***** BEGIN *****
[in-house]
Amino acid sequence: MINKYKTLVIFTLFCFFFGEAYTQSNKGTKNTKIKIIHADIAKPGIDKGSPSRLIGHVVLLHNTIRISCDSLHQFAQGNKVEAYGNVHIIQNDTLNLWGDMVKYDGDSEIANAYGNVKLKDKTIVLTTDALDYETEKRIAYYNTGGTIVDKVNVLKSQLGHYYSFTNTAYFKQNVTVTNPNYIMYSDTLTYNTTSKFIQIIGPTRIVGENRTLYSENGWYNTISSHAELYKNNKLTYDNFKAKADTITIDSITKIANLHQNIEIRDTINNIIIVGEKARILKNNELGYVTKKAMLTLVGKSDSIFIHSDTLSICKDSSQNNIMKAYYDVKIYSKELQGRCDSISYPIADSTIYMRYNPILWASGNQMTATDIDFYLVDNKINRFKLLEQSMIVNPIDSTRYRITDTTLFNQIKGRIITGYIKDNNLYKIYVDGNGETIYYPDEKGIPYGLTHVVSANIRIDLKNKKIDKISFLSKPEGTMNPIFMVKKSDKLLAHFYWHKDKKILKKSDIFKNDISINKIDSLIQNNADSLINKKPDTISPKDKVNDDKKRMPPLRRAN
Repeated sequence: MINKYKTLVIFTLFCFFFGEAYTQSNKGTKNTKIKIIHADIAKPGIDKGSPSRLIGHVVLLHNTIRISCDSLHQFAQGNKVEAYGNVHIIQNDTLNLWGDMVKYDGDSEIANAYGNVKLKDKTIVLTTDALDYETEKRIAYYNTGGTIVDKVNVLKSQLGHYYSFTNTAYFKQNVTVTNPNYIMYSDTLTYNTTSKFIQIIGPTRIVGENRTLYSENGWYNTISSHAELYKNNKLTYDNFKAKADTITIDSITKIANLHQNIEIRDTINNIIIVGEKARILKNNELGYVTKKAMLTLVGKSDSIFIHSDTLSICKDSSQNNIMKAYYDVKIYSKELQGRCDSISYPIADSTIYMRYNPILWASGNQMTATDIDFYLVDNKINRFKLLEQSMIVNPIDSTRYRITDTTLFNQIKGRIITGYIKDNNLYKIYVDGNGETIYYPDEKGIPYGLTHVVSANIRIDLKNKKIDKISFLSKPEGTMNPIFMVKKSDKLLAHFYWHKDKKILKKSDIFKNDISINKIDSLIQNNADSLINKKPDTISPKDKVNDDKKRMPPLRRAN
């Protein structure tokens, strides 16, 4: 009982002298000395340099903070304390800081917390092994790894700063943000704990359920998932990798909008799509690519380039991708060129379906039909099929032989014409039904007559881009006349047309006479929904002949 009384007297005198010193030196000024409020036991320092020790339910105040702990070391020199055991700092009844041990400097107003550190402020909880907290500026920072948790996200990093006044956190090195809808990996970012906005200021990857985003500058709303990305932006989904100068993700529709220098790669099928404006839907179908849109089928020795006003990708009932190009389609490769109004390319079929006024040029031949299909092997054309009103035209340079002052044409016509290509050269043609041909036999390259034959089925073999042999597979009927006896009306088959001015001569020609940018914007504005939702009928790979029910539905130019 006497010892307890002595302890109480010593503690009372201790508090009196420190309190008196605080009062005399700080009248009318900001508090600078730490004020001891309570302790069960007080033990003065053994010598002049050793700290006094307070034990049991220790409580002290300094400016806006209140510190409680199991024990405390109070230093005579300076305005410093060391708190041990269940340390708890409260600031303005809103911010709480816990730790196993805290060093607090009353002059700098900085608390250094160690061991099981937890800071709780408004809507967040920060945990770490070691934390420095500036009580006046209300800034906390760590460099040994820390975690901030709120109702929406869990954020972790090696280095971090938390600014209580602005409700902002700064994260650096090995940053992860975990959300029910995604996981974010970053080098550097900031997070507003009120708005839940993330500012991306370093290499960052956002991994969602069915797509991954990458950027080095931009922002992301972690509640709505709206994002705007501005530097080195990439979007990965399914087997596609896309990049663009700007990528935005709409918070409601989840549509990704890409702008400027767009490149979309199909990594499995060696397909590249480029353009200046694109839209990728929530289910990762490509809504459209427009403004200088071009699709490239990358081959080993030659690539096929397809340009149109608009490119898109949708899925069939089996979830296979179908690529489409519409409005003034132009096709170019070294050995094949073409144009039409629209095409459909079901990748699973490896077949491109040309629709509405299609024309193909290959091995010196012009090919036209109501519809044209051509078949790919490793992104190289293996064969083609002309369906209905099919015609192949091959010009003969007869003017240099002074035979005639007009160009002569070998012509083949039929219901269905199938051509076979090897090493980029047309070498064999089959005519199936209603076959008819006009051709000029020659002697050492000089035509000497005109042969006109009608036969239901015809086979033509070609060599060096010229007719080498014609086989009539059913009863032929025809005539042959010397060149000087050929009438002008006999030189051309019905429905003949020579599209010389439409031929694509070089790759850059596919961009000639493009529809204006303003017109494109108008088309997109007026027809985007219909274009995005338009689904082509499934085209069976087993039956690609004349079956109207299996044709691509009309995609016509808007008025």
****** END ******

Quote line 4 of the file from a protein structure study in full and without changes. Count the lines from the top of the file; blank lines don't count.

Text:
């Protein structure tokens, strides 16, 4: 009982002298000395340099903070304390800081917390092994790894700063943000704990359920998932990798909008799509690519380039991708060129379906039909099929032989014409039904007559881009006349047309006479929904002949 009384007297005198010193030196000024409020036991320092020790339910105040702990070391020199055991700092009844041990400097107003550190402020909880907290500026920072948790996200990093006044956190090195809808990996970012906005200021990857985003500058709303990305932006989904100068993700529709220098790669099928404006839907179908849109089928020795006003990708009932190009389609490769109004390319079929006024040029031949299909092997054309009103035209340079002052044409016509290509050269043609041909036999390259034959089925073999042999597979009927006896009306088959001015001569020609940018914007504005939702009928790979029910539905130019 006497010892307890002595302890109480010593503690009372201790508090009196420190309190008196605080009062005399700080009248009318900001508090600078730490004020001891309570302790069960007080033990003065053994010598002049050793700290006094307070034990049991220790409580002290300094400016806006209140510190409680199991024990405390109070230093005579300076305005410093060391708190041990269940340390708890409260600031303005809103911010709480816990730790196993805290060093607090009353002059700098900085608390250094160690061991099981937890800071709780408004809507967040920060945990770490070691934390420095500036009580006046209300800034906390760590460099040994820390975690901030709120109702929406869990954020972790090696280095971090938390600014209580602005409700902002700064994260650096090995940053992860975990959300029910995604996981974010970053080098550097900031997070507003009120708005839940993330500012991306370093290499960052956002991994969602069915797509991954990458950027080095931009922002992301972690509640709505709206994002705007501005530097080195990439979007990965399914087997596609896309990049663009700007990528935005709409918070409601989840549509990704890409702008400027767009490149979309199909990594499995060696397909590249480029353009200046694109839209990728929530289910990762490509809504459209427009403004200088071009699709490239990358081959080993030659690539096929397809340009149109608009490119898109949708899925069939089996979830296979179908690529489409519409409005003034132009096709170019070294050995094949073409144009039409629209095409459909079901990748699973490896077949491109040309629709509405299609024309193909290959091995010196012009090919036209109501519809044209051509078949790919490793992104190289293996064969083609002309369906209905099919015609192949091959010009003969007869003017240099002074035979005639007009160009002569070998012509083949039929219901269905199938051509076979090897090493980029047309070498064999089959005519199936209603076959008819006009051709000029020659002697050492000089035509000497005109042969006109009608036969239901015809086979033509070609060599060096010229007719080498014609086989009539059913009863032929025809005539042959010397060149000087050929009438002008006999030189051309019905429905003949020579599209010389439409031929694509070089790759850059596919961009000639493009529809204006303003017109494109108008088309997109007026027809985007219909274009995005338009689904082509499934085209069976087993039956690609004349079956109207299996044709691509009309995609016509808007008025």